Revenue increases will come from an increase in the adult beach admission of $1, which is expected to bring in about $30,000 per year. Fesenmaier voted against increasing the fee.

Only Alderman Frank Marsala voiced an opinion on looking at raising the tax rate to make up for the $57,000 shortfall. He said he didn't think it would hurt to raise someone's tax bill for $12 increase on someone with a $200,000 home would "hurt."

"The taxpayers are expecting some kind of increase," Marsala said. "They know costs are going up. It's a bearable load. I'm no different. I am counting pennies, too."

But, the other aldermen said it wasn't a good time to raise the rate.

"We are just one of all the other agencies asking for $12 or $20," Hartz said. "People are trying to figure out how to make their budgets. People are losing their jobs. It seems like only $12, but it's on top of hundreds of other dollars."

Aldermen agreed to raise the parking meter costs from 50 cents to $1 per hour. It appears as if the city will purchase a new parking system, which will be paid for mostly by the current balance in the Parking fund.

The increase in the parking fees could raise between $200,000 and $400,000 per year.

City Administrator Dennis Jordan said $57,000 of the increased revenue will offset the 2011 budget deficit and the remainder will go into the parking fund. That means the city's portion of the tax rate is not expected to increase.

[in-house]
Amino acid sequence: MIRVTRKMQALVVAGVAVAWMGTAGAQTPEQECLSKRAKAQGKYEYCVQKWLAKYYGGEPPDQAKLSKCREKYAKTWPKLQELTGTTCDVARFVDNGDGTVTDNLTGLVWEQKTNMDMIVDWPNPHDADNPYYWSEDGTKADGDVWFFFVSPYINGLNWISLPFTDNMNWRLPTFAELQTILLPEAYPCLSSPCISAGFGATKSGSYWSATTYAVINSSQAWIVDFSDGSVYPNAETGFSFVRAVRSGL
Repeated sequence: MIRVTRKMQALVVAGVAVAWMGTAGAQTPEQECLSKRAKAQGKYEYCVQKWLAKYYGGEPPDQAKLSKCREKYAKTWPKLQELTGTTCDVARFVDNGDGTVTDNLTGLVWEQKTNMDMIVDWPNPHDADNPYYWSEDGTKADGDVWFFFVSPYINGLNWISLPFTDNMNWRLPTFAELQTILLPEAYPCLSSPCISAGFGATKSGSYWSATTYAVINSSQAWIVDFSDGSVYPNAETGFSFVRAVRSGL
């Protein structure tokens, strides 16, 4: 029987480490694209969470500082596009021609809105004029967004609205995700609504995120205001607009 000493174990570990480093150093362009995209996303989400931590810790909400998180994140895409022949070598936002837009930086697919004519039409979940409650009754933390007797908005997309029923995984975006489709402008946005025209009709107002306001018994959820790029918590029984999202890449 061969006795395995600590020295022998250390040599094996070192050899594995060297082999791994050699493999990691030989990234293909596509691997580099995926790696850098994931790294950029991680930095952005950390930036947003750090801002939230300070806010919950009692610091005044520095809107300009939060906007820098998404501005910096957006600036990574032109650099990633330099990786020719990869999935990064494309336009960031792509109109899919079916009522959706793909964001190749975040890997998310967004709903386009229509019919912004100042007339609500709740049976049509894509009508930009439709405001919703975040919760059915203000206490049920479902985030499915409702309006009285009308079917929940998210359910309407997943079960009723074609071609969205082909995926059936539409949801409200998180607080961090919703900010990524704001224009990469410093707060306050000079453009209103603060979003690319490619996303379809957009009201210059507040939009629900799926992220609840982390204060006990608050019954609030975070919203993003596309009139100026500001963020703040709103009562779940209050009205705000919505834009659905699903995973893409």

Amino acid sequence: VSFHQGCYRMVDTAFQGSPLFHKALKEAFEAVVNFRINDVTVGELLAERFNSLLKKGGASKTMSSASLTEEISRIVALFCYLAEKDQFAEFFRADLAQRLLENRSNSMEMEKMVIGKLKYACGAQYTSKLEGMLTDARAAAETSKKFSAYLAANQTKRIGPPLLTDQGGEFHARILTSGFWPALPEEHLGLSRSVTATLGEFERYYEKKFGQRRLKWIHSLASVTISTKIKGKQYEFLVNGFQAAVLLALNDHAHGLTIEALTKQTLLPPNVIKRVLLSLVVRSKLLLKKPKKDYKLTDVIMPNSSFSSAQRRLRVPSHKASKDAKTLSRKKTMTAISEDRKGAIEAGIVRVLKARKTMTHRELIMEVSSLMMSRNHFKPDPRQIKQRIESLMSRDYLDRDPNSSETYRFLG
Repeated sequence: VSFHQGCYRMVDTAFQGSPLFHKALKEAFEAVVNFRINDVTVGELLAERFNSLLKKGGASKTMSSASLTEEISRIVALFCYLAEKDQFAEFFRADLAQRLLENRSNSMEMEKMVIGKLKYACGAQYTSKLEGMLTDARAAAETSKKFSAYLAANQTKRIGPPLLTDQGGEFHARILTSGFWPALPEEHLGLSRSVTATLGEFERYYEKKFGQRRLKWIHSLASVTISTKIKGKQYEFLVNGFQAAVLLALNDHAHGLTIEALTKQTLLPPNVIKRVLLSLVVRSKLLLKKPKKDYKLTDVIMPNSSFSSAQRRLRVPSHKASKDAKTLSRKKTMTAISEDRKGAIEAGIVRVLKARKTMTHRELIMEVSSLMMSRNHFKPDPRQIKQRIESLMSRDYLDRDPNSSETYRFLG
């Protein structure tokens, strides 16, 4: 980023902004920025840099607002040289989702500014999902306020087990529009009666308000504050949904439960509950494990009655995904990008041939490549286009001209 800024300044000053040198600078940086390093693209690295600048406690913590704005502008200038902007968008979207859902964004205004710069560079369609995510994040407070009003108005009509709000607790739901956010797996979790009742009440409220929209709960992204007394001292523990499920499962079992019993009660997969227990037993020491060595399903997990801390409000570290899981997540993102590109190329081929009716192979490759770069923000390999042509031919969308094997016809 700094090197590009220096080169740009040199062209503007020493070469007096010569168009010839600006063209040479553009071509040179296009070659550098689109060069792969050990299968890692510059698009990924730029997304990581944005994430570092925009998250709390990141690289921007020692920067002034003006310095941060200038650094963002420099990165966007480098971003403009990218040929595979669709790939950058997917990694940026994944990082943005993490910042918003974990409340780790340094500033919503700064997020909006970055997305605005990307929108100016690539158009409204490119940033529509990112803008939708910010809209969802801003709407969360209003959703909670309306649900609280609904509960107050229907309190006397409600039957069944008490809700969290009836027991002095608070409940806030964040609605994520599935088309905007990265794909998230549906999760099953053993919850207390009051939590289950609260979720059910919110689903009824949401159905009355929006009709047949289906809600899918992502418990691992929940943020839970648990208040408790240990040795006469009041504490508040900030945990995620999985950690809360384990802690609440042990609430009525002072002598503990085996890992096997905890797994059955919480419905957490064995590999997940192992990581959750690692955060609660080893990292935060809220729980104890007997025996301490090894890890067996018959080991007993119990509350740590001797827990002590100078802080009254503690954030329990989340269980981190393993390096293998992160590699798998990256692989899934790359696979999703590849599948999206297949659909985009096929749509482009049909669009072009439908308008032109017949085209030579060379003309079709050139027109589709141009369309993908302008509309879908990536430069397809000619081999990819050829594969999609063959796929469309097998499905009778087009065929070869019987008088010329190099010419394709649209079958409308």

"We want to see the city's levy stay down," Krause said. "Even if we're the only ones doing it."

The city's portion of the total tax bill is 27 percent. The other taxing entities include the school districts, Gateway Technical College, Walworth County and the state of Wisconsin.

Because of the numerous changes made Monday night, officials agreed to have City Comptroller Peg Pollitt bring back more finalized numbers to next week's Committee of the Whole meeting.

Opposition to borrowing, budgeting

While city officials seemed pleased with their efforts on the budget, resident Terry O'Neill voiced his concerns over the city's spending during the public comments portion of the Finance, License and Regulation Committee meeting.

"The city doesn't have a revenue problem, it has a spending problem," O'Neill said.